This post contains the full proceedings of the 2008 Rendez-vous de l’INRIA, which took place on 28 May in Brussels.
The proceedings are in separate audio files. In order to listen to the files, you will need the latest Flash plugin for your browser, which you can get here. Alternatively, you can right-click on the links to the files, download them to your desktop and listen to them in your favourite media player.
INRIA CEO Michel Cosnard set the scene: “Technology transfer needs collaboration between research organisations and companies,” he said, adding that INRIA is of course well-prepared to meet this challenge: “Working with industry is in our culture, I would say: in our blood.” cosnard.mp3
Zoran Stancic, the deputy director-general in charge of “scientific advances” within the Commission’s Research Directorate-General, pointed out what the Commission’s priority is, namely “increasing the excellence of EU research”. Stancic repeatedly stressed the importance of what the called “the proper management of intellectual property rights” in order to achieve this target. stancic.mp3
Laurent Kott, the CEO of INRIA TRANSFERT, outlined the story of that venture, which was set up in 1998 in order to empower and enlarge INRIA’s start-up policy and has since given birth to no less than 90 spin-out companies. Reason enough for Kott to call it “quite successful”, but, he stressed, still a long way from systematically turning “promising research results” into “success stories”. kott.mp3
EurActiv publisher Christophe Leclercq opened the panel discussion with a question to all panelists: “Microsoft, eBay, Amazon, others, are all American. They were not born in Europe. Why aren’t there companies similar to these companies in Europe?” leclercq.mp3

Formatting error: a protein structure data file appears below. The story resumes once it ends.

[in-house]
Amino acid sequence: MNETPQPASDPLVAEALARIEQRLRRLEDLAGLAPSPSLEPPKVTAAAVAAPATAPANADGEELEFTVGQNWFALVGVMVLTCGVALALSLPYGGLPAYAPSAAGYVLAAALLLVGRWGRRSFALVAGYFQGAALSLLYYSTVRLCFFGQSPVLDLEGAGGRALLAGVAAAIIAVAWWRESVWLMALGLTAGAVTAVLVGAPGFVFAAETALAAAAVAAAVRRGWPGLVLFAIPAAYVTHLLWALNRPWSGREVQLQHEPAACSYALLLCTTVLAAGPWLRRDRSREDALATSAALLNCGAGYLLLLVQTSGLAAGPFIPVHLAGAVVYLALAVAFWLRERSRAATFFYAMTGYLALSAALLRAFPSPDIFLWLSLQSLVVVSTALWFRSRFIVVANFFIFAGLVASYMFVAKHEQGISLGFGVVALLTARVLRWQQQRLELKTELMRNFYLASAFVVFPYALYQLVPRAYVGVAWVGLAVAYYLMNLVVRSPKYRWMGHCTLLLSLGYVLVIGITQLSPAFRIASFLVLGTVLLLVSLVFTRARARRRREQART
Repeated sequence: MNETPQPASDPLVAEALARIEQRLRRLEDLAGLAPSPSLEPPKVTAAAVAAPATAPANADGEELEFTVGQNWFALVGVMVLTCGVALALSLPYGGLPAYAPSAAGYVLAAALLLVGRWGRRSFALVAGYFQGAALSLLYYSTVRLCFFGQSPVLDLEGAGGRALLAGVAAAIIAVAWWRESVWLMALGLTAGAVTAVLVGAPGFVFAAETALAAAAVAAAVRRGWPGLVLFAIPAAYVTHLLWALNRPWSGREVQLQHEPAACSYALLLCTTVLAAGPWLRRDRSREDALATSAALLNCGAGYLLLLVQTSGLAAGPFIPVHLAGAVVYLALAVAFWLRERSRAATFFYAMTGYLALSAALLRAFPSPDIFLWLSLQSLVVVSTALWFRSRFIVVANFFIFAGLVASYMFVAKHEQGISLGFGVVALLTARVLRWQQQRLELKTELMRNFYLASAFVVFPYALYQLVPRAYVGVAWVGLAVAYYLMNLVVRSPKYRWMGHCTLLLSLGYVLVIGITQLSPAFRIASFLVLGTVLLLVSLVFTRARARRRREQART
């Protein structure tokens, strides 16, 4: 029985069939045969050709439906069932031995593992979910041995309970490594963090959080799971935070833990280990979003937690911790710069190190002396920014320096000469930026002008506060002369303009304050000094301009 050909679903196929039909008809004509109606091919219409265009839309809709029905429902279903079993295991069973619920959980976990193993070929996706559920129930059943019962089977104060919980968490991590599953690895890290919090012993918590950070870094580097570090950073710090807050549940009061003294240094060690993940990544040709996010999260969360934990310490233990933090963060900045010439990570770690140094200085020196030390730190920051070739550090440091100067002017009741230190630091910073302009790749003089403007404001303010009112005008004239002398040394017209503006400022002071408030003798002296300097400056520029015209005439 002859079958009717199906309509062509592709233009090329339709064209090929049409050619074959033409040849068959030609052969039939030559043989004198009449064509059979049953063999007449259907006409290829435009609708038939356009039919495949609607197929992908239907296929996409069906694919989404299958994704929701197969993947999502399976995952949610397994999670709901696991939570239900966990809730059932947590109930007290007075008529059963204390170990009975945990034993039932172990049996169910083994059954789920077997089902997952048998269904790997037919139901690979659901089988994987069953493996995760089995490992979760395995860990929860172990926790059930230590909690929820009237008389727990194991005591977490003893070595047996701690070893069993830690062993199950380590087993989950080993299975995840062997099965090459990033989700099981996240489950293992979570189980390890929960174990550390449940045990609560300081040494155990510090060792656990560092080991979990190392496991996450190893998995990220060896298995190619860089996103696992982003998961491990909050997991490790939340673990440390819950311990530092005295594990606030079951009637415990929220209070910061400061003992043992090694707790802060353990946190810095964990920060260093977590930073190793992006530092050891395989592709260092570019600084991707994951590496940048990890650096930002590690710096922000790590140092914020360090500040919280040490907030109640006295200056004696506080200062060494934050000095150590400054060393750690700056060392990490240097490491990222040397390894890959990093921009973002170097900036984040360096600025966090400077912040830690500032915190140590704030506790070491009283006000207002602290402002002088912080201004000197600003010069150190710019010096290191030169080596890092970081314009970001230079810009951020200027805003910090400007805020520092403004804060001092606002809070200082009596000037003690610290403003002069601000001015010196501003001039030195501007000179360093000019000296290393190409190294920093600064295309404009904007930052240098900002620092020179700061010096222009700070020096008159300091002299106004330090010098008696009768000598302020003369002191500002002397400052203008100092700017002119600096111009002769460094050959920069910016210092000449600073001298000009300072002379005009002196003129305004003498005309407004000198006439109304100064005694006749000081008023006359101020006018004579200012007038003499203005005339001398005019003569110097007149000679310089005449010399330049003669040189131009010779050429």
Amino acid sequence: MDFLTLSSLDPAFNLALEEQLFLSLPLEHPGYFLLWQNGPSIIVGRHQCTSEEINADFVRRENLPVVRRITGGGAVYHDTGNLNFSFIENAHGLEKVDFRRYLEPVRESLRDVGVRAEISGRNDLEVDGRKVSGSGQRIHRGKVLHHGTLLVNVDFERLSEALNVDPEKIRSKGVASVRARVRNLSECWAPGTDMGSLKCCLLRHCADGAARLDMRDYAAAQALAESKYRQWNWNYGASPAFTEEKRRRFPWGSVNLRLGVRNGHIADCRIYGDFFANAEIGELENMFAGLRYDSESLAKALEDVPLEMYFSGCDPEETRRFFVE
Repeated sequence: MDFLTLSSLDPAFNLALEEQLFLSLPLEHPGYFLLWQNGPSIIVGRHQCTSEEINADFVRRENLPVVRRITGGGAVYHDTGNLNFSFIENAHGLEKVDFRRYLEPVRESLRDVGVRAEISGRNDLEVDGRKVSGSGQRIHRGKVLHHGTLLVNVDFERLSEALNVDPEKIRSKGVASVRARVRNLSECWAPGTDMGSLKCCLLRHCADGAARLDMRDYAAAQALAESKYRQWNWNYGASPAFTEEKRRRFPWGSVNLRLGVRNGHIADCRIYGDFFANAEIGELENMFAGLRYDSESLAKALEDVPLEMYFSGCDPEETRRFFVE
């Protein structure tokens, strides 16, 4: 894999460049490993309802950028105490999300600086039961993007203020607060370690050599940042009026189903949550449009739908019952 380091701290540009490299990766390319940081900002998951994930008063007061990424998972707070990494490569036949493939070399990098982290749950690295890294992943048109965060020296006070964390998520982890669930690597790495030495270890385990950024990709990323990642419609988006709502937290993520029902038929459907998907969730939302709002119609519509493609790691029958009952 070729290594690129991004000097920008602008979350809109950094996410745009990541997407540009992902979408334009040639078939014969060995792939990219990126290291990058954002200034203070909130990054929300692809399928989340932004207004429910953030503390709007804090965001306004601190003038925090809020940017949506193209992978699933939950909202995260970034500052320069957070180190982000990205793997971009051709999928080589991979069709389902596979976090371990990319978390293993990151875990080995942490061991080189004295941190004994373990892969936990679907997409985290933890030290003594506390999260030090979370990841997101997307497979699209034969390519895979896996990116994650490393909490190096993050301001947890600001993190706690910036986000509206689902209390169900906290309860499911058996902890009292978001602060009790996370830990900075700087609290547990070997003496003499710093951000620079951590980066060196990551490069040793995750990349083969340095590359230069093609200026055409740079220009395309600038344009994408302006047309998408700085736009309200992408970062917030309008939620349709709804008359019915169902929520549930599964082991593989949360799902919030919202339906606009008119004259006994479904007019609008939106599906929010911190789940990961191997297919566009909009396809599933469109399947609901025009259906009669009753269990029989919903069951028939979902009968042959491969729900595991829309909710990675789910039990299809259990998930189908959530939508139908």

Pierre Vigier, in charge of innovation policy with the Commission’s DG Enterprise, suggested to look at successful startups, all of which are marked, he said, by business school students coupling up with scientists “because they were open to that”. Therefore, Vigier concluded, what is needed is “a new mindset”, starting with universities and public research organisations. vigier.mp3
MEP Jorgo Chatzimarkakis, a German Liberal sitting on the Parliament’s Industry, Transport, Research and Energy (ITRE) Committee, pointed out that “innovation is the contrary of research”, namely that it is about turning knowledge into money, whereas research turns money into knowledge. chatzi.mp3
Magnus Madfors, the research and development director at telecommunication company Ericsson, stressed that “different things have different time scales”, for which resason EU research framework programmes don’t fit togehter too well with innovation cycles in ICT. madfors.mp3
The head of Microsoft’s research laboratory in Cambridge, UK, Andrew Herbert, contributed his personal recipe for success, which is to “hire the smartest people, then trust them – let them do their research”. herbert.mp3
Bruno Sportisse, INRIA’s director for technology transfer and innovation, agreed that “people are key”, adding that it was therefore essential to focus on the right conditions for transfers, as well of researchers as of knowledge. sportisse.mp3
Following a panel discussion panel.mp3, including a short sum-up round sum-up.mp3, in which all panelists outlined their main theses, this led to the concluding remarks, which were given by Catherine Trautmann, a former French minister and now a colleague of Chatzimarkakis’s on the ITRE committee, of which she is also a co-chair.
“ICT investment”, Trautmann said, is also a question of training, for which reason “the digital challenge” translates into a simple formula: “Skills, skills, skills…”trautmann1.mp3Author : iScience